Your Health

Air quality district offers safety tips in wake of active wildfire season

Megan V. Winslow/Town Crier
Women wear surgical masks as they walk along Castro Street in downtown Mountain View Friday afternoon. Bandanas and typical surgical masks do not protect against harmful smoke particles, according to a Santa Clara County Public Affairs health advisory issued last week. Fitted N-95 masks with two straps, available for purchase at most hardware stores, are most effective.

According to the Bay Area Air Quality Management District, the California wildfire season takes place between spring and early fall.

However, wildfires are continuing to spark late this year. Most recently, the Camp Fire in Butte County last week had a severe impact on air quality throughout the Santa Clara Valley, with multiple air quality advisories issued.

It’s important to continue to follow best practices to minimize negative health effects caused by smoke, the district stressed in a Nov. 8 press release.

“If possible, stay inside with windows and doors closed until smoke levels subside,” district officials wrote. “Set air-conditioning units and car vent systems to re-circulate to prevent outside air from moving inside.”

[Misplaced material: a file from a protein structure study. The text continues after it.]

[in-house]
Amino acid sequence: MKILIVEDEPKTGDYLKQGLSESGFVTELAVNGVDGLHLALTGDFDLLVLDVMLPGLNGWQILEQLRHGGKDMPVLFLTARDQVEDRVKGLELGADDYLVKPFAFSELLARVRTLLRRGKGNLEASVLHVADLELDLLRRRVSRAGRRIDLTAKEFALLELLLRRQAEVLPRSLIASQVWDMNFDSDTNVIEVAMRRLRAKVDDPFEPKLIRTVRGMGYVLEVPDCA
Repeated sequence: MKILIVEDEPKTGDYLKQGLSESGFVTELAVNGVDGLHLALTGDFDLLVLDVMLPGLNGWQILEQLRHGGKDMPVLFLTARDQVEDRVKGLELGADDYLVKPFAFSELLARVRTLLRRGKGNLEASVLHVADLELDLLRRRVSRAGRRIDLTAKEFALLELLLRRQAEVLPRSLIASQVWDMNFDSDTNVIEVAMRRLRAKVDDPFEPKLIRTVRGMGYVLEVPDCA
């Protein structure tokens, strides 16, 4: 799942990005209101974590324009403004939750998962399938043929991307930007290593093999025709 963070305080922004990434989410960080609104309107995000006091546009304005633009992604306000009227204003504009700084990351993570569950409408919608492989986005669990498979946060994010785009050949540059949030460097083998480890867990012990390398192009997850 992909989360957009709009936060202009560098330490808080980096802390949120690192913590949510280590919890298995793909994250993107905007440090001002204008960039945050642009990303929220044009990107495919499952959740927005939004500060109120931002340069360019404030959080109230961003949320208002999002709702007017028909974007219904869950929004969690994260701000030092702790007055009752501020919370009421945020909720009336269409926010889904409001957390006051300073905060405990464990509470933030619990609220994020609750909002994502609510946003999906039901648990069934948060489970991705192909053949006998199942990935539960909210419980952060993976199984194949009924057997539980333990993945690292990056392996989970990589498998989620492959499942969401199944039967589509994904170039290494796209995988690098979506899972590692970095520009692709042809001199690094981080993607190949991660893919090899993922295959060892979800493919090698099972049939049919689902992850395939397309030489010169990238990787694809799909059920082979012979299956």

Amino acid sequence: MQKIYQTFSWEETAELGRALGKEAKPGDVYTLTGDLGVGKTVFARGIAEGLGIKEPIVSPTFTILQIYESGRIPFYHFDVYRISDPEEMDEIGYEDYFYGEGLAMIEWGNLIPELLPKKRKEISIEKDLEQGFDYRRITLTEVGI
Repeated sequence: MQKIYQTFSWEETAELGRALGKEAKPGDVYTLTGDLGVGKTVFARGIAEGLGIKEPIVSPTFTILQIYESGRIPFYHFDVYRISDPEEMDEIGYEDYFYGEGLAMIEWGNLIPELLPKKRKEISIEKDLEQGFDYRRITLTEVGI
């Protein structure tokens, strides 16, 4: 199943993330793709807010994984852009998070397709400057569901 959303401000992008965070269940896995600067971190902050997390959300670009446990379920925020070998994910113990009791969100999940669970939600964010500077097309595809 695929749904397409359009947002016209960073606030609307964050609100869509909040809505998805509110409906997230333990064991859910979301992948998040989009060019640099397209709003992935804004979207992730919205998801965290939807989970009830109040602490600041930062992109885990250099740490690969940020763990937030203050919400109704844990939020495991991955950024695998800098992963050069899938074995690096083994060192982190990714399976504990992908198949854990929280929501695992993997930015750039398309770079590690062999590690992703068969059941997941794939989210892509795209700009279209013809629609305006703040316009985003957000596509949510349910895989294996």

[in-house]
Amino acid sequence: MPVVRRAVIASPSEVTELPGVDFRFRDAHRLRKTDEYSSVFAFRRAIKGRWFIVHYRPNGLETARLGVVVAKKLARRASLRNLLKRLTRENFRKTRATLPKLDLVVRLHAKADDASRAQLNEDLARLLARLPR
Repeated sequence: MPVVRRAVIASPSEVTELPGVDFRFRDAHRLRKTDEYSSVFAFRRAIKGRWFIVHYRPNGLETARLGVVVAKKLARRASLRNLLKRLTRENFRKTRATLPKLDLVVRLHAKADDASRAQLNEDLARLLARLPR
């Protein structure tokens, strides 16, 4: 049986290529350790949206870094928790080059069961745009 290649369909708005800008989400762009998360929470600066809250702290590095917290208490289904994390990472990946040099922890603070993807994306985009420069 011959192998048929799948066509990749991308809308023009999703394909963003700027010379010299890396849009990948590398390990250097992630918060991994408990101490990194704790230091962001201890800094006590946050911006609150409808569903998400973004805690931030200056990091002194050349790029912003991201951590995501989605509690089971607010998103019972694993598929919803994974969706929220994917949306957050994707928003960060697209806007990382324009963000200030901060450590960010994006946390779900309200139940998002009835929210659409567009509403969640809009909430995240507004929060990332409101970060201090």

Although much of the smoke was projected to subside within a few days, the district noted that residents should stay aware of local news coverage or health warnings related to smoke and use their common sense to gauge whether outside activities are appropriate.

The air quality district offered the following health tips.

• If you don’t have an air conditioner, staying inside with the windows closed may be dangerous in extremely hot weather. In that case, seek alternative shelter.

• If you have asthma or other lung disease, follow your doctor’s directions about taking medications and following an asthma management plan. Call your doctor if symptoms worsen.

• If you have heart or lung disease, if you are an older adult or if you have children, talk with your doctor about whether and when you should leave the area.

The Centers for Disease Control and Prevention recommends:

• All residents should be prepared for evacuation in the event of a wildfire. Plan several escape routes, by car and by foot.

• Close windows, doors, vents and blinds before evacuating.

• Take a disaster supply kit with you.

• Make sure that all firewood is stacked away from the house.

• Regularly clean gutters, rake leaves and remove dead limbs from around the house.

• Use a hose or sprinkler to wet the roof and shrubs around the home if there is threat of a wildfire.

For more information, visit

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